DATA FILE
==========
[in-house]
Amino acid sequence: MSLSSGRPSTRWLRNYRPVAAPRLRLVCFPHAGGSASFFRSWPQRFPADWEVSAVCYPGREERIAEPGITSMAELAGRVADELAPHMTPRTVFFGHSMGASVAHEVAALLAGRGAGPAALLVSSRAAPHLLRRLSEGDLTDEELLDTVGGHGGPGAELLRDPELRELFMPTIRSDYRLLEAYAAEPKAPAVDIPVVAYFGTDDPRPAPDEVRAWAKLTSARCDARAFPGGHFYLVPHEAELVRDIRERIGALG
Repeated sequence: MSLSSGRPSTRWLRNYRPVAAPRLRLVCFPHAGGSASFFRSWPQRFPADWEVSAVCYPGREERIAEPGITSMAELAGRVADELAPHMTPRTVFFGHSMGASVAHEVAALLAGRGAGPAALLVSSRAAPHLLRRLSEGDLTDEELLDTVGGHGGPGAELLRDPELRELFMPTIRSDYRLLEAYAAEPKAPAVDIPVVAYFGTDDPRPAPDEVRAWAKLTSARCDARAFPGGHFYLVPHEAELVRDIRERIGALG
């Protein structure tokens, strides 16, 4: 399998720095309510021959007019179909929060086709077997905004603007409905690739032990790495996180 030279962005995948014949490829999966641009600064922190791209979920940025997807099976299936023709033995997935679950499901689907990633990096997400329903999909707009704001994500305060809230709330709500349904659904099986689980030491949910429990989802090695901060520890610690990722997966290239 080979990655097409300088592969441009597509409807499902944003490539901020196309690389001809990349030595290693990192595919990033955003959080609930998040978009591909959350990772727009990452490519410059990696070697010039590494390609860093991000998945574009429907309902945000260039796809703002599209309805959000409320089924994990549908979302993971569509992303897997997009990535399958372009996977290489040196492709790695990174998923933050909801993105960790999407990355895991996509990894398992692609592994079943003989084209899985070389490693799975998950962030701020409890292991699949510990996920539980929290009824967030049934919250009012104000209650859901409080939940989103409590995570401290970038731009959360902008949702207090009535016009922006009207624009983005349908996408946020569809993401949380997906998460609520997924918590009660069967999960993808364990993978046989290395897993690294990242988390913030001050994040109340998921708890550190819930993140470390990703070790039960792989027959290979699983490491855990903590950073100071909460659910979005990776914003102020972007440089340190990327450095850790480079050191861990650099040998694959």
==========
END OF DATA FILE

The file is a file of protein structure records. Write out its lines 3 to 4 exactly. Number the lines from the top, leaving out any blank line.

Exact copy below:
Repeated sequence: MSLSSGRPSTRWLRNYRPVAAPRLRLVCFPHAGGSASFFRSWPQRFPADWEVSAVCYPGREERIAEPGITSMAELAGRVADELAPHMTPRTVFFGHSMGASVAHEVAALLAGRGAGPAALLVSSRAAPHLLRRLSEGDLTDEELLDTVGGHGGPGAELLRDPELRELFMPTIRSDYRLLEAYAAEPKAPAVDIPVVAYFGTDDPRPAPDEVRAWAKLTSARCDARAFPGGHFYLVPHEAELVRDIRERIGALG
């Protein structure tokens, strides 16, 4: 399998720095309510021959007019179909929060086709077997905004603007409905690739032990790495996180 030279962005995948014949490829999966641009600064922190791209979920940025997807099976299936023709033995997935679950499901689907990633990096997400329903999909707009704001994500305060809230709330709500349904659904099986689980030491949910429990989802090695901060520890610690990722997966290239 080979990655097409300088592969441009597509409807499902944003490539901020196309690389001809990349030595290693990192595919990033955003959080609930998040978009591909959350990772727009990452490519410059990696070697010039590494390609860093991000998945574009429907309902945000260039796809703002599209309805959000409320089924994990549908979302993971569509992303897997997009990535399958372009996977290489040196492709790695990174998923933050909801993105960790999407990355895991996509990894398992692609592994079943003989084209899985070389490693799975998950962030701020409890292991699949510990996920539980929290009824967030049934919250009012104000209650859901409080939940989103409590995570401290970038731009959360902008949702207090009535016009922006009207624009983005349908996408946020569809993401949380997906998460609520997924918590009660069967999960993808364990993978046989290395897993690294990242988390913030001050994040109340998921708890550190819930993140470390990703070790039960792989027959290979699983490491855990903590950073100071909460659910979005990776914003102020972007440089340190990327450095850790480079050191861990650099040998694959």